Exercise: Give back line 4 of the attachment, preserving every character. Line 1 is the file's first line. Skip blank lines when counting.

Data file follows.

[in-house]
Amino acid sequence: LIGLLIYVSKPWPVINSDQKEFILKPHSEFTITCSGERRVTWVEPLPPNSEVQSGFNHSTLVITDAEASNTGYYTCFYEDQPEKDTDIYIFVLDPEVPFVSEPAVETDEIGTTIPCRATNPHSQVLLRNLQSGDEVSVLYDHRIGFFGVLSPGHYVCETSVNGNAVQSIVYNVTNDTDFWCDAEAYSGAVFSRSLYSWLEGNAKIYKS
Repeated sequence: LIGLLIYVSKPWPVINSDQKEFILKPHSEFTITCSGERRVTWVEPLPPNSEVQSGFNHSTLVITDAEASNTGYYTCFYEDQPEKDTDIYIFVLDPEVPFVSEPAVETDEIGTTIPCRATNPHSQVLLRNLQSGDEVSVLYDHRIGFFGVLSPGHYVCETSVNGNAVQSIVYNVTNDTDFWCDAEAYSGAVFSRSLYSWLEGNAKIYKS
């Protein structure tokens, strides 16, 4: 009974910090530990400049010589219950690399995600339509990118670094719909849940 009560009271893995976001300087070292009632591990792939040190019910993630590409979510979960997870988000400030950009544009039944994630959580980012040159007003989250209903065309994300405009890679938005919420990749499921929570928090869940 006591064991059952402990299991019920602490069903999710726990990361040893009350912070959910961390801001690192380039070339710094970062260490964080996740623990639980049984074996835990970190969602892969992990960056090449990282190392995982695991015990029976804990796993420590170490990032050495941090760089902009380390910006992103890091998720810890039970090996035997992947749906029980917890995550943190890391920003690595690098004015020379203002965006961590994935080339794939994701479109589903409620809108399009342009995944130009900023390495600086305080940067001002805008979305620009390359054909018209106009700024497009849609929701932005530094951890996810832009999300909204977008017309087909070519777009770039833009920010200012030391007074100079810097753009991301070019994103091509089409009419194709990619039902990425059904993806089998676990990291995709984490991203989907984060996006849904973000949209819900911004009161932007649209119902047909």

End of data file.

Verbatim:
């Protein structure tokens, strides 16, 4: 009974910090530990400049010589219950690399995600339509990118670094719909849940 009560009271893995976001300087070292009632591990792939040190019910993630590409979510979960997870988000400030950009544009039944994630959580980012040159007003989250209903065309994300405009890679938005919420990749499921929570928090869940 006591064991059952402990299991019920602490069903999710726990990361040893009350912070959910961390801001690192380039070339710094970062260490964080996740623990639980049984074996835990970190969602892969992990960056090449990282190392995982695991015990029976804990796993420590170490990032050495941090760089902009380390910006992103890091998720810890039970090996035997992947749906029980917890995550943190890391920003690595690098004015020379203002965006961590994935080339794939994701479109589903409620809108399009342009995944130009900023390495600086305080940067001002805008979305620009390359054909018209106009700024497009849609929701932005530094951890996810832009999300909204977008017309087909070519777009770039833009920010200012030391007074100079810097753009991301070019994103091509089409009419194709990619039902990425059904993806089998676990990291995709984490991203989907984060996006849904973000949209819900911004009161932007649209119902047909």